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social work ch.4 notes

by: rh389814

social work ch.4 notes SW 1000

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poverty and social welfare notes in chapter 4
Introduction to Social Work and Social Welfare
Annelle Edwards
Class Notes
Social Work, chapter 4, poverty, Social Welfare
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This 3 page Class Notes was uploaded by rh389814 on Thursday February 18, 2016. The Class Notes belongs to SW 1000 at Ohio University taught by Annelle Edwards in Fall 2015. Since its upload, it has received 17 views. For similar materials see Introduction to Social Work and Social Welfare in Public Health at Ohio University.

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Date Created: 02/18/16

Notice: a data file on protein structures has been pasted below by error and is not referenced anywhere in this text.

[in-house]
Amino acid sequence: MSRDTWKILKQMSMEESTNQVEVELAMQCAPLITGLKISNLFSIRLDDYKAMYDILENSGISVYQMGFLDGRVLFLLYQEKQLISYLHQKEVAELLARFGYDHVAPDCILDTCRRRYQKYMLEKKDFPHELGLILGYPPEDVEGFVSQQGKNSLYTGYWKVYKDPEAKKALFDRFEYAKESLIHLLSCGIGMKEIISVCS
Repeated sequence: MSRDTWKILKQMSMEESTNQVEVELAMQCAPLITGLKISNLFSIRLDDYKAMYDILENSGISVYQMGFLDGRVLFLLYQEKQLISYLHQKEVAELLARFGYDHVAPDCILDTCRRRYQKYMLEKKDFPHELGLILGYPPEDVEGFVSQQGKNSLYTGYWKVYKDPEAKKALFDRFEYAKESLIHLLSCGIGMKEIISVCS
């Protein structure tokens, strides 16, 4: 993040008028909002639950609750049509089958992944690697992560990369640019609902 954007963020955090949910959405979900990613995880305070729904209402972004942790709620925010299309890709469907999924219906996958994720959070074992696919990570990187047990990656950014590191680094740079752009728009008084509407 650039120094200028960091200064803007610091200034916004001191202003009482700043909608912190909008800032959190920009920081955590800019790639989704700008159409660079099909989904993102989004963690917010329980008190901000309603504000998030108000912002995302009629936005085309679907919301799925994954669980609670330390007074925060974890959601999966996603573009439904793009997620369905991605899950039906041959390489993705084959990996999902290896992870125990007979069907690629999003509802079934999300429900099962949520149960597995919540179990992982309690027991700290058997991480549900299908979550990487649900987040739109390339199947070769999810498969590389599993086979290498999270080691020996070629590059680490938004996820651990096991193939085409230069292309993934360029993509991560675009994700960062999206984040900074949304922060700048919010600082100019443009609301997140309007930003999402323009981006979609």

Social Work chapter 4 Donna Rudnitski (BSW) Summary  Several businesses in Donna’s town were shutting down causing many of the families to  rely on food stamps and unemployment benefits. Some families even lost their houses.  There was nowhere to go to live in because the shelters were already overflowing. Donna asked her supervisor if there was anything they could do. The supervisor said that he had  already talked to the mayor and there was no extra money to help. Her husband suggested that she ask their church to see if they could help. The pastor said he could take in a few  families for a short while but some families would need it long term. Donna proposed  that if all the churches in the area agreed to give up space for a certain time, the churches  could take turns giving space. And created the Compassionate Council of Churches. A  total of 12 churches agreed to host homeless families for a week on a rotating schedule.  They also provided volunteers for cooking, cleaning, and getting children to school. One  of the churches even donated an area for a day center for adults. The Rutherford Family Summary  Katherine & George were middle class parents supporting their two kids through college  and recently took out a second mortgage. George worked at a business supply company  and Katherine worked on the cleaning staff of a nearby motel. One day Katherine (Kathy) noticed a lump on her breast and the doctors told her she had breast cancer. The day after  discovering her illness, George was laid off from his job, which meant they no longer had health insurance. They had a small savings account, but that would not pay for the  surgery. Kathy quit her job and went ahead with the surgery but held off on post­surgery  care due to the money. The unpaid bills started piling up and the unemployment benefits  were only slightly helpful. Kathy and George started applying for food stamps and other  aid services and even told their children they could no longer help them through college.  The kids applied for loans and were able to stay in school but could not help their parents. George could not find another job and Kathy was still recovering from surgery, so the  couple filed for bankruptcy and were foreclosed. Their pastor suggested that they stay in  the shelters the churches had been providing (Compassionate Council of Churches).  Kathy and George moved in and met with Donna Rudnitski, the social worker in charge. Social Welfare  Social welfare: a system that helps people help their basic needs o  Meet needs socially, economically, educationally, those health related, etc.  Residual approach: temporary aid only, meet needs by means of family & job first,  stigma attached.   Institutional approach: aid offered before family breaks down in order to try to prevent it,  ongoing aid, no stigma attached. Old World Historical Roots  Earliest method of aid was a mom caring for her child or other adults taking care of  their friends  Practice of almsgiving & love thy neighbor commandments  Churches provided some aid to the poor  Those able to work were put to work and didn’t receive “alms” Elizabethan Poor Laws  1601  First law passed to provide aid to those who need it  Split the poor population into categories o Impotent poor: blind, deaf, disabled, etc. o Dependent children   Impotent poor put in almshouse or given aid in their town.  Able­bodied people were put to work in workhouses and were not allowed to receive  “alms”  1795 Speenhamland act  Less eligibility Relief in U.S.  America made its own version of Elizabethan poor laws  After the American revolution, aid to the poor became a state issue  Federal government got involved in aid to needy after the civil war o Freedman’s bureau  o Federal taxes gave money to promote financial help and education to the newly­ freed slaves  Jane Addams founded hull house to support needy families  Religions were brought over to America from the old land which strongly influenced  decisions on aid given to needy Federal Influences  During the great depression, there were so many poor people that it was considered a  public issue.  Franklin D. Roosevelt was elected president as he promised to do something about the  growing number of poverty by involving the federal government  FDR made the “new deal”  o Offered short­term financial assistance & work relief  Long term plan was Social Security act


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